The mother also testified that her parents, who she described as the "go to" grandparents when the parties needed assistance with the children, were planning on moving to Gulf Breeze if the mother was permitted to relocate with the children. In addition, the mother said, she had cousins in several towns in the Florida panhandle. The mother also said that she had several relatives in Clay County with whom she and the children would visit. The mother said that she did not want to deny the father time with the children and that she intended to foster their relationships.

The father testified that he was against the relocation because, he said, Florida was a new environment for a 10-year-old and a 13-year-old, Florida is "very overpopulated," and that "meeting new friends, meeting new people like that, it's scary to a 10-year-old and a 13-year-old." He said that the children had always lived in Clay County and that all of their family lived in the area. The father testified that he wanted to be able to take the older child hunting and fishing. However, he acknowledged that, because he worked during the week, he would generally be able to do so only on weekends. The father also testified that he did not know anything about Gulf Breeze. He said that he had looked for the school system on a map, but he had not done any research or made a comparison of the schools in Florida with the children's school in Clay County.

On August 11, 2016, two days after the hearing, the circuit court entered a judgment denying the mother's request to relocate. The circuit court also ordered the parties to continue to share joint legal custody, but it awarded "primary physical custody" of the children to the father. The mother filed two postjudgment motions, one to alter, amend, or vacate the judgment and the other to set aside the judgment. The trial court denied both motions on September 14, 2016. The mother filed a timely notice of appeal.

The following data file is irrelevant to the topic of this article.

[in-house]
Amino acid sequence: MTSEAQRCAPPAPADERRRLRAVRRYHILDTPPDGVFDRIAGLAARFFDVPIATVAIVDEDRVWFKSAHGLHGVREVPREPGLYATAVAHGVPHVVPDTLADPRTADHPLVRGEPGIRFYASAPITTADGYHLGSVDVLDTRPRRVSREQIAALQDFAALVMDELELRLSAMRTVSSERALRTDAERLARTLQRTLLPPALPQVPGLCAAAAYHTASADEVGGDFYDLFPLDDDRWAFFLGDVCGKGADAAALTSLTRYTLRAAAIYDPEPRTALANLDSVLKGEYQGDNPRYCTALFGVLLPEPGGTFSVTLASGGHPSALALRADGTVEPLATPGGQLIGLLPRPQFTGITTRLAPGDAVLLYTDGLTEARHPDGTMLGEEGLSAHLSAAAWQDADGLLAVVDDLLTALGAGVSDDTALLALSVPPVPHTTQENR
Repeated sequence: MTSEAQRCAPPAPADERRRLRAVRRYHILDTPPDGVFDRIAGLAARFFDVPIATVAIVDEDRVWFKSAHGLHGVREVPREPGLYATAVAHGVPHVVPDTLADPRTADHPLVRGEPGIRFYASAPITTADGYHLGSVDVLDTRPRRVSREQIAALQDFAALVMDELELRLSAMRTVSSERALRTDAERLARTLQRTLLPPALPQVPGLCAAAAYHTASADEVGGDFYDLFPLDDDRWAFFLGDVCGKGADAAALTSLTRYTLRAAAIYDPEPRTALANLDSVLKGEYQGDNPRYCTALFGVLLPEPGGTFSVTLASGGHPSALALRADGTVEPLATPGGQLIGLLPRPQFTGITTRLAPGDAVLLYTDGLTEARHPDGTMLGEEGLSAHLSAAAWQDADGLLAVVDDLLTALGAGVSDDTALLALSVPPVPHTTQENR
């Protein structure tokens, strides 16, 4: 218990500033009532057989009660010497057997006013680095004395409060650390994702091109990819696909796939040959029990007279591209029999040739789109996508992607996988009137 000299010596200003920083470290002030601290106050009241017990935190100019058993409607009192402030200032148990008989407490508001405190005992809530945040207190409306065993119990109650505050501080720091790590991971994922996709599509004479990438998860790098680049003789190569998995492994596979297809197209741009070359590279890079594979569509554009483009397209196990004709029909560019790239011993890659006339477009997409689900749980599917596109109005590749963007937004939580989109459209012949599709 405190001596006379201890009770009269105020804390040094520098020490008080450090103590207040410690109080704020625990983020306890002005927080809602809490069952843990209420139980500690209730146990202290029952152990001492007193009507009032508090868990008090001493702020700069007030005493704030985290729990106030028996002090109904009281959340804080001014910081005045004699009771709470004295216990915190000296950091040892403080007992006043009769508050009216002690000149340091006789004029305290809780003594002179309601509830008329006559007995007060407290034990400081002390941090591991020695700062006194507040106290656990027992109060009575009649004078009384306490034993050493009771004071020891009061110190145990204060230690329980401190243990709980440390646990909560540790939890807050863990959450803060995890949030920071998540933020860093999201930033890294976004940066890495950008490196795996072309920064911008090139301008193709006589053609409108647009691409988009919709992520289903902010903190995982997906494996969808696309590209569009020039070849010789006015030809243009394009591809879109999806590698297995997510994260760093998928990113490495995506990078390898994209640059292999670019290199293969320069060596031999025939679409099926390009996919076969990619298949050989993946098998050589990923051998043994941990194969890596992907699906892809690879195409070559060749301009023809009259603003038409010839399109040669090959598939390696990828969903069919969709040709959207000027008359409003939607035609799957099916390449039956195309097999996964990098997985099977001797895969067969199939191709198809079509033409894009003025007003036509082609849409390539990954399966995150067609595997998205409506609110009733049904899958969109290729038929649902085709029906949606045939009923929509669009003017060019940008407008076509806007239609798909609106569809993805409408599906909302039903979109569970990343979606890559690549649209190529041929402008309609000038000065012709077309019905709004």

Our standard of review in matters involving child custody is well settled. "When evidence in a child custody case has been presented ore tenus to the trial court, that court's findings of fact based on that evidence are presumed to be correct." Ex parte Bryowsky, 676 So.2d 1322, 1324 (Ala. 1996). "[W]e will not reverse [a child-custody determination based upon ore tenus evidence] unless the evidence so fails to support the determination that it is plainly and palpably wrong, or unless an abuse of the trial court's discretion is shown." Phillips v. Phillips, 622 So.2d 410, 412 (Ala. Civ. App. 1993).

The mother contends that the circuit court erred in denying her request to move to Florida with the children, arguing that she had rebutted the presumption that the move was not in the children's best interest. The Alabama Parent-Child Relationship Protection Act ("the Act"), § 30-3-160 et seq., Ala. Code 1975, "promotes the general philosophy in this state that children need both parents, even after a divorce, [as] established in Section 30-3-150 [, Ala. Code 1975]."1 § 30-3-160, Ala. Code 1975.

"Section 30-3-169.4 [of the Act] places the initial burden of proof on the party seeking the change in principal residence. If the party seeking the change in principal residence meets his or her burden of proving that the change in residence is in the child's best interest, the burden then shifts to the nonrelocating party to demonstrate how the change in residence is not in the child's best interest. See § 30-3-169.4, Ala. Code 1975."

Clements v. Clements, 906 So.2d 952, 957 (Ala. Civ. App. 2005).

We first note that, as previously mentioned, the mother never requested a modification of custody in this matter. From our review of the pleadings and the transcript contained in the record on appeal, it looks as though the mother assumed she had sole physical custody of the children and, thus, did not make an effort to obtain sole physical custody. She appears to have disregarded the language in the divorce judgment awarding the parties' "joint physical custody" and instead relied solely on the language in that judgment that vested "primary placement" of the children with her, thereby assuming that she had sole physical custody of the children. She did so at her peril.

A copy of the parties' divorce judgment does not appear in the record on appeal. However, it is undisputed that, in that judgment, the parties were awarded joint legal and physical custody. The father testified that, under the terms of divorce judgment, which incorporated a settlement reached by the parties on the issue of custody, the parties were to rotate the custody of the children on a weekly basis. The agreement also is not included in the record on appeal. However, the father testified that the agreement called for "primary placement [to be] vested with the mother."